Figure 4

Schistosomal appendicitis showing viable and calcified ova within expanded submucosa and muscular propria H&E X 4

Figure 5

Schistosomal appendicitis with serosal involvement with granuloma and numerous calcified Ova H&E X10

Table 1

Frequency, age and gender of patients with schistosomiasis of appendix

Age Group(Years)



Total Number(%)


























It is estimated that at least 218 million people required preventive treatment from Schistosoma infection in 2015 with active transmission reported from 78 countries.4 Affectation of vermiform appendix was first reported in 1909, following which there were a number of reports emphasizing the rarerity of this disease entity and the need for prevention.8 This slight rise in incidence of this disease has been attributed to increase in health care awareness and utilization of histopathological services.10

An incidence of appendicular Schistosomiasis of 3.2% (Figure 1) was recorded in this study which is higher than 2.8% previously reported by Edino et al.11 in the same centre over a decade ago; this may be due to population growth and increase utilization of histopathological services in the index population. The reported incidence is slightly higher than 2.3%, 2.1% and 2.4% obtained from studies in Maiduguri, Zaria and Ibadan respectively.12, 13, 14 But lower than 4.2% in Ife South Western Nigeria.9 In non endemic regions much lower incidence was reported by a number of investigators.6, 15

Male to female ratio was 9:1 which is not unexpected considering that the population in Kano is largely agrarian, and agriculture is a male dominant occupation. Similar finding was reported in previous series.8, 9, 12, 13, 14 Although, the peak incidence in this study is in the third decade, majority of cases are in second and third decade. This is in keeping with reports in other centres in the country.13, 16, 17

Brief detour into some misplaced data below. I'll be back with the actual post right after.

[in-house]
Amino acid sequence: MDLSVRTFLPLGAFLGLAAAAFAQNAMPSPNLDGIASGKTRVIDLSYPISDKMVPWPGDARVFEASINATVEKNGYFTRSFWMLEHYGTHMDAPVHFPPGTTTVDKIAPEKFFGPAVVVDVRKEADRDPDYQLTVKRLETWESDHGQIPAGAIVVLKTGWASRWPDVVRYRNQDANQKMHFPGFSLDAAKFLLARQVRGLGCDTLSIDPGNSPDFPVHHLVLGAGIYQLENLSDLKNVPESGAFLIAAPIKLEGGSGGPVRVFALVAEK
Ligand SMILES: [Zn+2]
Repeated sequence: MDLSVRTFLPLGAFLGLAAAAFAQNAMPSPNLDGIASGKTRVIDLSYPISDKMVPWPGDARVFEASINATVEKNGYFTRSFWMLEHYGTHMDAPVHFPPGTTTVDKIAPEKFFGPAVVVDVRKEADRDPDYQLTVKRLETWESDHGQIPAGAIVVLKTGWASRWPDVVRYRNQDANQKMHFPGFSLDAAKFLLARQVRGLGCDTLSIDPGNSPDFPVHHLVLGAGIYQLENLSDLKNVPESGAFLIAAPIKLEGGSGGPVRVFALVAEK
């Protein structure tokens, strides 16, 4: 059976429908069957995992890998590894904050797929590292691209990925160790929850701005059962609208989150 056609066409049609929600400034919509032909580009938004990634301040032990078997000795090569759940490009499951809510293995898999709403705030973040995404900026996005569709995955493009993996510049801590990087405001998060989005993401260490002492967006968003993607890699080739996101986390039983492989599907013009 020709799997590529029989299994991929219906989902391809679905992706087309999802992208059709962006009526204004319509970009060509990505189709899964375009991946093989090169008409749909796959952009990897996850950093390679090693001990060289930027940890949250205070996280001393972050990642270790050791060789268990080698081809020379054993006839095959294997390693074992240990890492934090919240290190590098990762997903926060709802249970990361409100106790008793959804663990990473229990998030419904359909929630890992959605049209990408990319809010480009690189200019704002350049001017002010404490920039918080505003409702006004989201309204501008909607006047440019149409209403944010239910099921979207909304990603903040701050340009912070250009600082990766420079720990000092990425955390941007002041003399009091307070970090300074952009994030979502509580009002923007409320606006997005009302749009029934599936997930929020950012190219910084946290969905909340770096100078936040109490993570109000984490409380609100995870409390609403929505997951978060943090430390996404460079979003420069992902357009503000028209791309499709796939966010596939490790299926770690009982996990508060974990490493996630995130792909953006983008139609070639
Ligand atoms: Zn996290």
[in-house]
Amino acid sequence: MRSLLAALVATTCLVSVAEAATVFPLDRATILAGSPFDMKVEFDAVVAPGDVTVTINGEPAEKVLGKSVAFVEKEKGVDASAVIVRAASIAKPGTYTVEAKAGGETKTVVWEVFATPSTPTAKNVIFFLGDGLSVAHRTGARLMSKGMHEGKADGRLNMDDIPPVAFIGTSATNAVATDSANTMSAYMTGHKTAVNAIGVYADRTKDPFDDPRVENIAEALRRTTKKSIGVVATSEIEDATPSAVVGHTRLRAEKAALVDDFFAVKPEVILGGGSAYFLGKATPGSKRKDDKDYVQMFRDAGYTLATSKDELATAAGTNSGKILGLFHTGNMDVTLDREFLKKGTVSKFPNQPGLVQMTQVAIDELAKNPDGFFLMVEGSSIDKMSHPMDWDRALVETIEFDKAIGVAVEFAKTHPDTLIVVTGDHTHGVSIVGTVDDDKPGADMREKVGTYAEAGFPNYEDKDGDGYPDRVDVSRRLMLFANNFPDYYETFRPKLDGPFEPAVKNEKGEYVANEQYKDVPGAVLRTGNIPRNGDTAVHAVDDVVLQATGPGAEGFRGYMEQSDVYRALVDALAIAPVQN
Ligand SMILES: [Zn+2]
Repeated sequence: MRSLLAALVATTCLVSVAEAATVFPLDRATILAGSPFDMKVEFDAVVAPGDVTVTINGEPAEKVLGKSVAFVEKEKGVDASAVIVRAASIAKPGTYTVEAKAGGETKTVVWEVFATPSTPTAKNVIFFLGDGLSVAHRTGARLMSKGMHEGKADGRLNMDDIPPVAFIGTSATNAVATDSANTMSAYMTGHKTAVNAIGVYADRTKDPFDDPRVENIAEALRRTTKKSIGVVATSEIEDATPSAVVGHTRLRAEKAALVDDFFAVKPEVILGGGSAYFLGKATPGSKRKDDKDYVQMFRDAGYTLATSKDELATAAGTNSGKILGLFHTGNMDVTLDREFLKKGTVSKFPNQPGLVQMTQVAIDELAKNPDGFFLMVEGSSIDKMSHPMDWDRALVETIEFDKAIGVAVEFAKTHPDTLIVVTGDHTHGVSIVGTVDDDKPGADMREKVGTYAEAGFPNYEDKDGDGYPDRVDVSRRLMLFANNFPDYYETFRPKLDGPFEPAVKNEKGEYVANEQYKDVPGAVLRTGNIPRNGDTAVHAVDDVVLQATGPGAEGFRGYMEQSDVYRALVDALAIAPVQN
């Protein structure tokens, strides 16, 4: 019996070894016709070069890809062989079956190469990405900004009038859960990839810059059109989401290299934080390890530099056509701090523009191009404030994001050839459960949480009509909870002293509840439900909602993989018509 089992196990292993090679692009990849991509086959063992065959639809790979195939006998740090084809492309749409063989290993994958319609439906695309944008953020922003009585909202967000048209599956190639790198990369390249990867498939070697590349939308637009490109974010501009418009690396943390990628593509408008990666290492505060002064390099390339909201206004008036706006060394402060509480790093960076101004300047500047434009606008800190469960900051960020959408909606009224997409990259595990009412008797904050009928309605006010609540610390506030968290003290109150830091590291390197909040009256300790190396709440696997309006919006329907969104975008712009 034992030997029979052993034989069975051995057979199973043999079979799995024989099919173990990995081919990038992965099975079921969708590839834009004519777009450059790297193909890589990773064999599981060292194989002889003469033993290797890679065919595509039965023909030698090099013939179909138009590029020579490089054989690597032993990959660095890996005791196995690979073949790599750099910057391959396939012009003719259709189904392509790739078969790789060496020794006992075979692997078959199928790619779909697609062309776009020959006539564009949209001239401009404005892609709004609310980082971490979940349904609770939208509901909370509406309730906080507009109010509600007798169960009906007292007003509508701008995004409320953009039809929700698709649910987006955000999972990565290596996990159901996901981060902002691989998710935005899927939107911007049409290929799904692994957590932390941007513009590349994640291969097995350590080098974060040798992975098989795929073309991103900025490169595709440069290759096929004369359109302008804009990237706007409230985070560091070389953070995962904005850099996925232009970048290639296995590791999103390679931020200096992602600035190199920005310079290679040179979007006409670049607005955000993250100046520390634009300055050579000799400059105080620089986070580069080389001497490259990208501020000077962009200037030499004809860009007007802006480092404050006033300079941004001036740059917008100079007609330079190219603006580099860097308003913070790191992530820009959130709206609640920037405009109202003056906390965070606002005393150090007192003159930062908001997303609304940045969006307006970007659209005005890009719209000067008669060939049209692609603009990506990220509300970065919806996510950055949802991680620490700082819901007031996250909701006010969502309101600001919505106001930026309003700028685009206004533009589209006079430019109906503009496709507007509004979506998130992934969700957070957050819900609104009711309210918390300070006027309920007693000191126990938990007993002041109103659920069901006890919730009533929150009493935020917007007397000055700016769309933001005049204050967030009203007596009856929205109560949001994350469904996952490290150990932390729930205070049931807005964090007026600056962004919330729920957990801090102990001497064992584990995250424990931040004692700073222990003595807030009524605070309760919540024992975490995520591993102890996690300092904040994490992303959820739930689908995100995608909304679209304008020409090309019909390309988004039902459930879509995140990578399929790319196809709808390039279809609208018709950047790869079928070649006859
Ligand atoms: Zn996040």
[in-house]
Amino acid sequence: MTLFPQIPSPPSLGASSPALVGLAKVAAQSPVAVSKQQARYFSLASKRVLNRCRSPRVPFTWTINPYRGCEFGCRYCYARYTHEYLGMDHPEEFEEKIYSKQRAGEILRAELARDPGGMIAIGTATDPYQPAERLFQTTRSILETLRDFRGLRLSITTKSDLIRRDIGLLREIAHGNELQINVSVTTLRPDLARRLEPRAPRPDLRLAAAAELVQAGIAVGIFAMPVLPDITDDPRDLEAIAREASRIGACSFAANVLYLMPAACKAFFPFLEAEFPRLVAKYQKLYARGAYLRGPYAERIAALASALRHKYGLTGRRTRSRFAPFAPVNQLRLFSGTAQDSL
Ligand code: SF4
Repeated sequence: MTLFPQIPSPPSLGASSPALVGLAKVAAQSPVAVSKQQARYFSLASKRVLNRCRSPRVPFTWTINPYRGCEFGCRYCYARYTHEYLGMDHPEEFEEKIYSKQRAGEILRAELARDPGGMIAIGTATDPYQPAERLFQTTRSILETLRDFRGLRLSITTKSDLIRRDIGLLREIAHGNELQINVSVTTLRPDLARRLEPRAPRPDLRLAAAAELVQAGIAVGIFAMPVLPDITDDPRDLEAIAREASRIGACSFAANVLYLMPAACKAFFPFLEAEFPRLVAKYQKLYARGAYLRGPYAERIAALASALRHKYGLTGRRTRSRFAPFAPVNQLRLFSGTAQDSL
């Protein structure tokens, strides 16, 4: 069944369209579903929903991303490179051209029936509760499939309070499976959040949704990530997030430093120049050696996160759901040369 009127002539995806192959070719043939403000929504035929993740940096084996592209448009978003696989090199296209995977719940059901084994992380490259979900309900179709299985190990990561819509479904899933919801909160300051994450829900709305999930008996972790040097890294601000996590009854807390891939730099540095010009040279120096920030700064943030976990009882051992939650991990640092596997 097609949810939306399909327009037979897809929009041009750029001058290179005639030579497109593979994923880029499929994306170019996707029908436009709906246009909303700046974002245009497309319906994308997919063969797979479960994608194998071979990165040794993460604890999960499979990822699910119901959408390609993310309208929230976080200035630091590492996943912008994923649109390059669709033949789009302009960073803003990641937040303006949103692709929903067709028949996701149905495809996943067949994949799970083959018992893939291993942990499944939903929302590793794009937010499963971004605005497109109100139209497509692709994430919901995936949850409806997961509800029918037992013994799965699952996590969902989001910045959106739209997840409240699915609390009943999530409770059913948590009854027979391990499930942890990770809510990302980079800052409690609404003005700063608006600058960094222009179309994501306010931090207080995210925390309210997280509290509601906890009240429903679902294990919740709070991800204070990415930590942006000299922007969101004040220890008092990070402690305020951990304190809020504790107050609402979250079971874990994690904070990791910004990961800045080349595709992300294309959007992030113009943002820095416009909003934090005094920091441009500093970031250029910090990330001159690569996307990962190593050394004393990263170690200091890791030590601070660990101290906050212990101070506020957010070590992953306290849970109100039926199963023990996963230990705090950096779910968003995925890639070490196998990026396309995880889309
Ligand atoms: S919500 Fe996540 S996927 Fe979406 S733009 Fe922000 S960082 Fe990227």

Most patients in this study presented clinically with abdorminal pain and other constitutional symptoms and non had preoperative diagnosis of schistosomiasis, a finding similar to what is available in the literature.12, 13 This explain the need for histological diagnosis of all appendectomy specimens to enable specific therapy. However, stool microscopic examinations is an important simple non invasive diagnostic tool in this regards; hence avoidance of unnecessary surgical trauma, since without any complication drug therapy is very effective in eradicating the parasite.

This study establishes the incidence of schistosomal appendicitis in our settings and also emphasizes the need for high index of suspicions in all cases of recurrent abdominal pains, in addition to health education on proper hygiene and avoidance of exposure to fresh water especially by the children and young adult. This will reduce the attending morbidity and occasional complications following surgery. However, surgery and histological examination and diagnosis are necessary in cases not responding to medical therapy of all suspected appendicular lesions, since confirmation of appendiceal schistosomiasis requires thorough histopathological examination by sampling of the entire appendix, this is due to lack of pathognomomic clinical or operative findings in this disease.18

Source of Funding


Conflict of Interest

The authors declare that there is no conflict of interest.



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Received : 07-01-2021

Accepted : 15-02-2021

Available online : 19-05-2021